The slots in the BFC clip also match the slots in the handle much better.

    Except for that and the blade stamping, they are the same.

    Phil
     
  7. Buzzbait

    Buzzbait

    Feb 25, 2001
    Thanks Phil. I have a standard EDC and two 154CM versions arriving today. I was a little worried that I wouldn't know which model was which. I could have used them to find the difference, but two are gifts to enthusiastic family members. I'd have hated giving them used EDCs.

    I'm wondering if your observations about the slots is just variation in the hole drilling. The pocket clip slots in my standard EDC perfectly match the slots in the handle.
     
  8. Will Fennell

    Will Fennell

    Oct 4, 1998
    Phil,
    Thanks for being a "double" EDC/CUDA customer!

    The clips are the same on the 2 knives. I wonder if the clip on standard EDC may be miss aligned slightly. They holes should line up on both. If you would email me your phone #, I would like to discuss this with you.

    [email protected]

    I look forward to talking to you.



    ------------------
    Stay Sharp!
    Will Fennell
    Camillus Cutlery
    www.camillusknives.com
     
  9. phatch

    phatch

    Oct 3, 1998
    Talked to Will. Nice guy.

    Looks like some of my descriptions about the clip was a misalignment and some slight variations in manufacturing, such as the drilling the clip holes and some assembly misalignment.

    He offered to replace it, but I declined. The knife was easily reassembled to a good standard.

    (Begin Edit)He also explained how the "bench" effect I saw is really a flat grind to all the way to the edge, but is a result of the manual buffing. My sample was slightly unevenly buffed, causing me to see something that wasn't.

    Phil

    [This message has been edited by phatch (edited 04-12-2001).]
     
  10. prn

    prn

    481
    Apr 26, 1999
    I have a new Every Day Carry -- the Camillus/BFC 154CM version. To bring the bottom line right up to the top: My thumbs are up.

    Some other comments: This is a very stylish and sturdy knife. A very high cool factor! I just got it yesterday, so I can't really say all that much yet, but it's got a lot going for it. The design is elegant. It's so simple. The two handle slabs are joined only at the pivot, the stop pin and another pin at the other end, so the back is entirely open, yet the slabs are completely stable and rigid. The way the numerous small cutouts match up on the two slabs and the clip is elegant and impressive. That's something you can see in the pictures, but it is especially neat in person.

    If it's going to live up to its name, it will have to displace my BM 705 to become my everyday carry. So I'll mention a few comparisons with the 705 here.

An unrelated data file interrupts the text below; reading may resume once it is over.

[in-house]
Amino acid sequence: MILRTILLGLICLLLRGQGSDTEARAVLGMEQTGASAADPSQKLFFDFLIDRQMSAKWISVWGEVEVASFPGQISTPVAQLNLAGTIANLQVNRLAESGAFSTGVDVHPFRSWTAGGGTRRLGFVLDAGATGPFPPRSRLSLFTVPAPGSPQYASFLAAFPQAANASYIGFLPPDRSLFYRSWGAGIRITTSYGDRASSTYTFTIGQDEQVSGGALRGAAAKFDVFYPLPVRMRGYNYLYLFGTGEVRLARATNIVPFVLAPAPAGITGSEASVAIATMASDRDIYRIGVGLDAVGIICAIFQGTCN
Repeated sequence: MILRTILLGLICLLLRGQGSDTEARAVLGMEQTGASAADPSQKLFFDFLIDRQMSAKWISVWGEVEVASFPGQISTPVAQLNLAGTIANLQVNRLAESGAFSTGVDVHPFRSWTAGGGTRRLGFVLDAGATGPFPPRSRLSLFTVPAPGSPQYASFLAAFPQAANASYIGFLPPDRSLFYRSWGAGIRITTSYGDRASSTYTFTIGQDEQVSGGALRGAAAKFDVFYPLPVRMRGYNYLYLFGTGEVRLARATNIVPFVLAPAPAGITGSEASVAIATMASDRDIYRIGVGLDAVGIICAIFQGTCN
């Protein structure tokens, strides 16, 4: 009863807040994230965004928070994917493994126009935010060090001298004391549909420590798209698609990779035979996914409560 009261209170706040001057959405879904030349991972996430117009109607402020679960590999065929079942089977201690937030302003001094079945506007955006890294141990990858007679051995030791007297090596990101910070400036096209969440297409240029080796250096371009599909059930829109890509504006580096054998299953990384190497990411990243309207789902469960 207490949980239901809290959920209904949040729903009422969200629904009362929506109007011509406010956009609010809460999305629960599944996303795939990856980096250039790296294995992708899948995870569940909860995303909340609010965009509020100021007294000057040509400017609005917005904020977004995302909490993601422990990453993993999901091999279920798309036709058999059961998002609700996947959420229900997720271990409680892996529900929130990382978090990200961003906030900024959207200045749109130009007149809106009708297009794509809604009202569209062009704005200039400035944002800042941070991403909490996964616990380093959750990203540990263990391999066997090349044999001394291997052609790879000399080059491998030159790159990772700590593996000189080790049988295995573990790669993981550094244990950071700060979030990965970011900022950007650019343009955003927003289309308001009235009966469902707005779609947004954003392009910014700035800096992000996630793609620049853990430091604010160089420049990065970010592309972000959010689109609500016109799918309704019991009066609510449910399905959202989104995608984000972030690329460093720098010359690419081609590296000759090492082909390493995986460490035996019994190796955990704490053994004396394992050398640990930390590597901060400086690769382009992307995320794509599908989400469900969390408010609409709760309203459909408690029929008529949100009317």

I've never really liked the feel of the textured G10 on the 705. It's very grippy, but also pretty aggressive. I really like the bead-blast finish on the handles of the EDC. Combined with the cutouts, the knife does not feel at all slippery. Admittedly, I haven't given it any severe tests, but so far it feels secure and comfortable. The cutouts are terrific. Not only for looks, but the weight of the knife is quite good. Although the steel slabs are thicker than the steel liners of the 705, the two knives' weights are almost identical, both to my hand and to the kitchen scale that I compared them on. The EDC is less than 3/4 of the thickness of the 705, which is quite nice.

    The EDC really packs an incredible amount of blade. The handle is perhaps 1/8" longer than that of the 705, and the length of the open blade seems to be almost identical, but the blade of the EDC seems to dwarf the 705 blade. You wonder where it all came from. [​IMG]

    I like the finish of the handles, but I have to say that so far, I'm less sure of the blade finish. (Is this stonewashed?) I don't strongly DISlike it, but I'm not yet sure I like it either. It seems very dull. There isn't much sheen to it. I'm not into "combat" blades so I don't feel like I need a "surpressed" blade. Maybe it'll grow on me.

    The blade on mine locks up very tightly and solidly. When it's locked, it does not move at all. It takes a positive effort to unlock. It will not come unlocked accidentally. The blade is centered between the handle slabs perfectly, or if it is imperfect, it would take a micrometer to detect it. OTOH, the edge grind is less than spectacular. It is pretty visibly not symmetrical and although it is ok for a factory edge, it is not by any means great. I'm only pretty good as a sharpener. My knives normally do okay on the hanging paper tests, but can't cleanly cut toilet paper or do the "snap rubber bands into large numbers of pieces" trick. Furthermore, my knives tend to get sharper the longer I own them, which also says that I can't be counted on to get them right the first time. [​IMG] I expect to improve the edge of the EDC as soon as I get a chance to work on it. This is by no means a big deal to me, since I will have to sharpen it anyway as I use it, but it would be nice to be able to say I was impressed, as a couple of forumites have.